And that’s the Darkling all over, isn’t it? His emotions are real, his affection for his mother, to Alina, and even, I think, to his Grisha followers, is real, but it cannot overcome his lust for ultimate power, his belief that his ends justify any means. I don’t think the Darkling ever really knew how to compromise, but if he did, that ability died long ago. And so he destroys the things that he loves whenever they disobey him; Baghra, his own mother, Genya, the woman who made his assent to power possible, and finally Alina, who he wants by his side but will never forgive for not feeling blind loyalty towards him. Who he cannot forgive for loving an otkazat’sya tracker over the only Grisha who can truly understand her power.
But Alina has a similar problem with Nikolai, and I think it’s as big an obstacle to their relationship as her love for Mal is. Although Nikolai is a good man, and one who Alina has come to care for and trust, she is still highly aware of the machinations of his interest in her. She knows that he is using her, as the Darkling did, even if it is more kindly and respectfully. She is resistant to make a commitment to any relationship that carries such a stain, and I think she is right to be, especially considering how little else about her fate is beyond her control. Being the Sun Summoner will dictate her choices for the rest of her life, but that doesn’t mean she has to attach herself romantically. I think that Alina is aware that she might find some kind of happiness with Nikolai, but also that choosing not to be with him, even if it means she will always be alone, may be the one little bit of freedom she can hold onto.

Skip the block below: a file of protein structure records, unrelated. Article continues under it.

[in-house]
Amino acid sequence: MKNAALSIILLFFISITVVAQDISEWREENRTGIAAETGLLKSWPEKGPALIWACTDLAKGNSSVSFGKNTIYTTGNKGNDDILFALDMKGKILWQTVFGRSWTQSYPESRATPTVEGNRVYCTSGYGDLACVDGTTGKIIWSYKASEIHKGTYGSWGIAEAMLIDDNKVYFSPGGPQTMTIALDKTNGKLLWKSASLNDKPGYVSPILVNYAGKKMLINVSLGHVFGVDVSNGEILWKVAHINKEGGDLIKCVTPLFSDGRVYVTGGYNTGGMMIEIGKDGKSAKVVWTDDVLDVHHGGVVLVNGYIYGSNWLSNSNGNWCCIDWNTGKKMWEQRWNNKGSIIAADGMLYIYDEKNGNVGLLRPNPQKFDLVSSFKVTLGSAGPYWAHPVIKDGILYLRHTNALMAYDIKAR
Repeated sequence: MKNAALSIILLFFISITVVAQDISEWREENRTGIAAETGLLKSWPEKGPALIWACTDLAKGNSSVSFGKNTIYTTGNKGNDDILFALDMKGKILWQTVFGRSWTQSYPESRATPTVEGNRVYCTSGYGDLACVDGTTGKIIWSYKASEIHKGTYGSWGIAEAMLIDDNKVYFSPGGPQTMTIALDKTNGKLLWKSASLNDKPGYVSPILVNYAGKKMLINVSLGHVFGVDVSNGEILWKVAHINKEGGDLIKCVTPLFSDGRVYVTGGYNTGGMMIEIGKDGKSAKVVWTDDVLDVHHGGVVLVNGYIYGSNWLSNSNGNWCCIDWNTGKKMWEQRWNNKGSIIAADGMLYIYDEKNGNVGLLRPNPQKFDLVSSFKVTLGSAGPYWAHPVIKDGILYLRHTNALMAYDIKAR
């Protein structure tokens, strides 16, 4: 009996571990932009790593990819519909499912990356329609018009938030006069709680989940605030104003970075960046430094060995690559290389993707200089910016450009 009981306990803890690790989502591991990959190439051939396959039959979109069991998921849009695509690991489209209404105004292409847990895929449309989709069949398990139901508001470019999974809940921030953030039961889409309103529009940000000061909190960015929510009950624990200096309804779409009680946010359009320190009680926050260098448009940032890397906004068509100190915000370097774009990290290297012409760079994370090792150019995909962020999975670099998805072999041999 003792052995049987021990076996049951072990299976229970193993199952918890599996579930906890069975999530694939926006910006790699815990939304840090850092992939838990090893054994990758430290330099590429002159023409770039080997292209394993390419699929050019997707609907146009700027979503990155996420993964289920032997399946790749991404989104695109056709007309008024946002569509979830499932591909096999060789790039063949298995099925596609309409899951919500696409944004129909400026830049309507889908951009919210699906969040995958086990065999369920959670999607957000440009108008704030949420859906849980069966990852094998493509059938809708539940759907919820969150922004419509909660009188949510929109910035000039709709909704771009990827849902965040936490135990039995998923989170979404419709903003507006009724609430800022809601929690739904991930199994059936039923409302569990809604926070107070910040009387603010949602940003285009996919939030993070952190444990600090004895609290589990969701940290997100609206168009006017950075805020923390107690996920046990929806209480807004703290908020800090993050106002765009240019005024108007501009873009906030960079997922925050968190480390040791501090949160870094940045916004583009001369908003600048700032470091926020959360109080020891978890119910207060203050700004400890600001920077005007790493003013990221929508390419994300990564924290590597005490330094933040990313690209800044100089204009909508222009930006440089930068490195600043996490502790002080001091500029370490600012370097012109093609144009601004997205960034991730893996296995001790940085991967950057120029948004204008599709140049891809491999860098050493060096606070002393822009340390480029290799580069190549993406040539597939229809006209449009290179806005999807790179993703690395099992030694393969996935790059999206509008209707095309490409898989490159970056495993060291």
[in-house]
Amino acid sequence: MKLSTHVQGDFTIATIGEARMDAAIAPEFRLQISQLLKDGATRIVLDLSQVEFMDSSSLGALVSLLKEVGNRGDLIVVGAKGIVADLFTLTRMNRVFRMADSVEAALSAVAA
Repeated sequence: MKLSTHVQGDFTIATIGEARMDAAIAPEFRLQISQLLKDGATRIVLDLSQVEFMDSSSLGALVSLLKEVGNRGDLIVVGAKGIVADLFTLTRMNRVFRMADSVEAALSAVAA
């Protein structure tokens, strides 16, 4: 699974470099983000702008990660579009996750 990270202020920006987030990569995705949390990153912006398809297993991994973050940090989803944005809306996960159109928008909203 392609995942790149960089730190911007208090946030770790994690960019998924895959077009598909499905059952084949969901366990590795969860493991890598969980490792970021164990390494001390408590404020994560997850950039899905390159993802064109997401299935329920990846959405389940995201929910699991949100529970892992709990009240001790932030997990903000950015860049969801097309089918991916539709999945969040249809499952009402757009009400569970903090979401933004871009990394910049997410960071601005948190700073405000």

Chapter 10: Summary
Alina fills Nikolai in on what she has discovered, and how she gained the information. Although she doesn’t like the idea, it is reluctantly decided that they will rally both Nikolai’s forces and any of the Soldat Sol that the Apparat might be willing to send him, and move on the Darkling at West Ravka.
Alina goes to make one last attempt at getting information from Baghra, suspecting that the old woman might even have known Morozova, and although Baghra is as stubborn and resistant as always, when Alina admits that she knows the Darkling’s name, Baghra relents.
She tells Alina the story of Morozova, the great and powerful Grisha Fabrikator who was also a husband and father, about his otkazat’sya wife who traveled the world with him, hunting the stag and then the sea whip, to make Morozova’s grand scheme a reality. But before he could decide on the firebird as the third amplifier, Morozova’s wife became pregnant, and they decided to settle down somewhere out of the way where he could continue his work and the child could be born. When Baghra reveals that the little girl had the power to summon darkness, Alina is shocked to realize that Baghra herself is the daughter of Morozova, and that the Darkling is therefore his grandson.